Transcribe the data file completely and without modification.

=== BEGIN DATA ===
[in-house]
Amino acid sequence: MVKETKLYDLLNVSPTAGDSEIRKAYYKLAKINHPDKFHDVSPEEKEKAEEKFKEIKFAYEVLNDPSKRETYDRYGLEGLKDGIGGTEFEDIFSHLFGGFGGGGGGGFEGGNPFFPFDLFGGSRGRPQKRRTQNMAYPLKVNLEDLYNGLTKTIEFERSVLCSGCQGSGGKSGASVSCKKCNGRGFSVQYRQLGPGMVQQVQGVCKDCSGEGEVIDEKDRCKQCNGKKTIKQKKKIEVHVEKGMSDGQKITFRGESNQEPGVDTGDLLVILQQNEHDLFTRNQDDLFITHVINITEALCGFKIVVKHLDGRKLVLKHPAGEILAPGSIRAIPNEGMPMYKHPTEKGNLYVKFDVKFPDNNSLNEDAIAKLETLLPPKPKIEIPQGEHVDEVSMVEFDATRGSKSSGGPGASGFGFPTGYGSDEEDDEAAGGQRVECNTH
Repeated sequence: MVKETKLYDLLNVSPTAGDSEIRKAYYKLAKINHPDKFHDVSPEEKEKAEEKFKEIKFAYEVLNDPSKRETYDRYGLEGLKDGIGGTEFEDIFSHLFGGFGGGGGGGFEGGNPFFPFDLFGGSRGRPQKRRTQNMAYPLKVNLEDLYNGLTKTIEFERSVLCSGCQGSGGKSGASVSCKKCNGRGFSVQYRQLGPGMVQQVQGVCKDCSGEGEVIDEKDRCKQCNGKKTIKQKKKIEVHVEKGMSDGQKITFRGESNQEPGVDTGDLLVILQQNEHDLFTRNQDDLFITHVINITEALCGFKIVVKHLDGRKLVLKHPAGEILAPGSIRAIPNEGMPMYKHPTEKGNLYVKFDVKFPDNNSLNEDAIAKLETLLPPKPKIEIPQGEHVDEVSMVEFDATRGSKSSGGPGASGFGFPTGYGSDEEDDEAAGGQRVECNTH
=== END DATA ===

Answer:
[in-house]
Amino acid sequence: MVKETKLYDLLNVSPTAGDSEIRKAYYKLAKINHPDKFHDVSPEEKEKAEEKFKEIKFAYEVLNDPSKRETYDRYGLEGLKDGIGGTEFEDIFSHLFGGFGGGGGGGFEGGNPFFPFDLFGGSRGRPQKRRTQNMAYPLKVNLEDLYNGLTKTIEFERSVLCSGCQGSGGKSGASVSCKKCNGRGFSVQYRQLGPGMVQQVQGVCKDCSGEGEVIDEKDRCKQCNGKKTIKQKKKIEVHVEKGMSDGQKITFRGESNQEPGVDTGDLLVILQQNEHDLFTRNQDDLFITHVINITEALCGFKIVVKHLDGRKLVLKHPAGEILAPGSIRAIPNEGMPMYKHPTEKGNLYVKFDVKFPDNNSLNEDAIAKLETLLPPKPKIEIPQGEHVDEVSMVEFDATRGSKSSGGPGASGFGFPTGYGSDEEDDEAAGGQRVECNTH
Repeated sequence: MVKETKLYDLLNVSPTAGDSEIRKAYYKLAKINHPDKFHDVSPEEKEKAEEKFKEIKFAYEVLNDPSKRETYDRYGLEGLKDGIGGTEFEDIFSHLFGGFGGGGGGGFEGGNPFFPFDLFGGSRGRPQKRRTQNMAYPLKVNLEDLYNGLTKTIEFERSVLCSGCQGSGGKSGASVSCKKCNGRGFSVQYRQLGPGMVQQVQGVCKDCSGEGEVIDEKDRCKQCNGKKTIKQKKKIEVHVEKGMSDGQKITFRGESNQEPGVDTGDLLVILQQNEHDLFTRNQDDLFITHVINITEALCGFKIVVKHLDGRKLVLKHPAGEILAPGSIRAIPNEGMPMYKHPTEKGNLYVKFDVKFPDNNSLNEDAIAKLETLLPPKPKIEIPQGEHVDEVSMVEFDATRGSKSSGGPGASGFGFPTGYGSDEEDDEAAGGQRVECNTH